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M&M report

Office of Public Affairs Bimonthly measurements and metrics

September-October 2018

Big Story: The Rice Investment: Full tuition scholarships for low- and middle-income students
Big Story: You really can die of a broken heart, Rice research suggests
 
Big Story: Will this year’s flu vaccine work better than last year’s?

Media Highlights

The Rice Investment: Full tuition scholarships for low- and middle-income students

Rice’s new initiative to make quality higher education more affordable by expanding financial aid to students from low-income families to those with incomes up to $200,000 was widely covered by local, national and international media outlets, including U.S. News & World Report, Forbes, NPR, The Hill, Houston Chronicle, Houston Business Journal as well as television stations in New York, Los Angeles, Chicago and Houston.

https://n.pr/2QFwzTq

You really can die of a broken heart, Rice research suggests

Grief can cause inflammation that can kill, according to research conducted by the lab of Professor Chris Fagundes. The story was carried by more than 300 media outlets around the world, including Forbes, MSN and the Huffington Post in the U.S., Glamour France in Europe and The International in the Middle East. The research was also widely reported on radio and television stations throughout the U.S.

https://www.forbes.com/sites/daviddisalvo/2018/10/30/new-research-on-inflammation-shows-how-extreme-emotions-can-undermine-health/#5ac10e1656f5

 

Will this year’s flu vaccine work better than last year’s?

The news that the 2018 flu vaccine will be less effective than last year’s, according to Professor Michael Deem, was carried by hundreds of media outlets across the nation, especially radio news broadcasts. Among those reporting the story was Radio Health Journal, which is syndicated on more than 500 radio stations, as well as Houston Public Media, Everyday Health and the Texas Standard.

https://bit.ly/2yWkfa9

For a list of media stars for September and October,
please see the last section of this report. 

Government Relations

Collaboration is key for Government Relations in work on and off campus 

During October, Government Relations remained active across campus leading up to the midterm elections. The department presented to the Faculty Senate and Political Club Genre Council on Rice’s partisan political activities policy and helped Rice’s Young Democrats and College Republicans arrange congressional candidate appearances on campus. 
 
In mid-September, Government Relations led the planning for a panel, jointly hosted by the George R. Brown School of Engineering and the Wiess School of Natural Sciences, in which National Science Foundation Director France Córdova and U.S. Rep. John Culberson, R-Texas, were featured participants in a discussion titled “The Future of Scientific Research.” The panel was moderated by President David Leebron and featured Professor Emeritus Neal Lane and Professor Yael Hochberg. More than 240 students, faculty and staff attended the event. 
 
Government Relations also helped arrange a number of meetings with government officials for a variety of Rice-led initiatives, including the Kinder Institute’s meeting with state Rep. Jim Murphy to discuss the findings of a recent county governance report and meetings with state Sen. Borris Miles and state Reps. Jessica Farrar and Sarah Davis on behalf of the Rice Management Co. to discuss the Midtown innovation district.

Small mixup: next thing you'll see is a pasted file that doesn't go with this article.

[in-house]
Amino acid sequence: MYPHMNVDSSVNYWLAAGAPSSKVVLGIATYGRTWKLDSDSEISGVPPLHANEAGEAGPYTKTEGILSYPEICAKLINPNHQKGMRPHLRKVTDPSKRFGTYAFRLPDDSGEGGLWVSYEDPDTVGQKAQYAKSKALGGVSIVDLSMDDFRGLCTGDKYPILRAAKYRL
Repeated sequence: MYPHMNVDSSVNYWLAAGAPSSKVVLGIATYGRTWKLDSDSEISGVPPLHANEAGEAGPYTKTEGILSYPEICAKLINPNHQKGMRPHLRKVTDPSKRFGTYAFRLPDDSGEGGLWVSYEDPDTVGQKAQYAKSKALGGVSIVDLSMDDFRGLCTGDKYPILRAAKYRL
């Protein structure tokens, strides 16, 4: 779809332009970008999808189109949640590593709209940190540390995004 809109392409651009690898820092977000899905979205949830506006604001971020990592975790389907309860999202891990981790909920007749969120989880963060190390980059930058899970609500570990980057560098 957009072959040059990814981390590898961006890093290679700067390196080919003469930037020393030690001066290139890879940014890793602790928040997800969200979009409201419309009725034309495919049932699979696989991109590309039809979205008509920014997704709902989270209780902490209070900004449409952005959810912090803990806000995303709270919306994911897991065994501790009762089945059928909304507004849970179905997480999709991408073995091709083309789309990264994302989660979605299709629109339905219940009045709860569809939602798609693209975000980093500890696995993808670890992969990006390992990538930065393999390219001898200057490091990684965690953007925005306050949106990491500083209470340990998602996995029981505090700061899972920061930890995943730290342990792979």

University Relations

Rice and NASA celebrate 60 years of collaboration
In October, as NASA celebrated its 60th anniversary and the 50th anniversary of the Apollo missions, University Relations collaborated with campus colleagues and NASA counterparts to emphasize Rice’s historic and ongoing ties with the space program.
Repairs and lighting upgrades were made to the “Rice Stuff” permanent exhibit in Fondren Library (created by Public Affairs for the Centennial Celebration in 2012) and, with the help of the Woodson Research Center, five display cases were transformed into a temporary exhibit on Rice’s long history of collaboration with NASA. 
 
At Rice Stadium, the site of former President John F. Kennedy’s landmark “Moon Speech,” University Relations arranged for a sycamore “moon tree” (a clone of a tree grown from a seed that flew around the moon on Apollo 14) to be planted in front of the Patterson Sports Performance Center, where it will grow to complete a line of sycamores planted in previous years.
University Relations, Rice Athletics, the University Place neighborhood and the Rice Village District collaborated on the Starlight Movie Night series, which invited campus neighbors to enjoy space-themed movies on the field at Rice Stadium. The series culminated with a screening of “Apollo 13” after the NASA Day football game Oct. 13.
At the NASA Day game, University Relations arranged for the Johnson Space Center to bring an inflatable space station education pavilion and Cosmo, NASA’s mascot, to Tailgate Owley. During the game, several Rice alumni and faculty with ties to NASA’s history were honored on the field. The tribute ended with an on-screen message from NASA Administrator Jim Bridenstine ’97.

Creative Services

Psychological Sciences poster series

Creative Services edited and designed a series of posters for the Psychological Sciences Department. The team produced several sets of posters in different sizes to be displayed at the department’s conferences and events.
Data Science Conference materials

Hosted by the Ken Kennedy Institute for Information Technology, the 2018 Data Science Conference took place Oct. 8–9 at the BioScience Research Collaborative. Creative Services designed and edited the programs, signage and email banner images for the conference.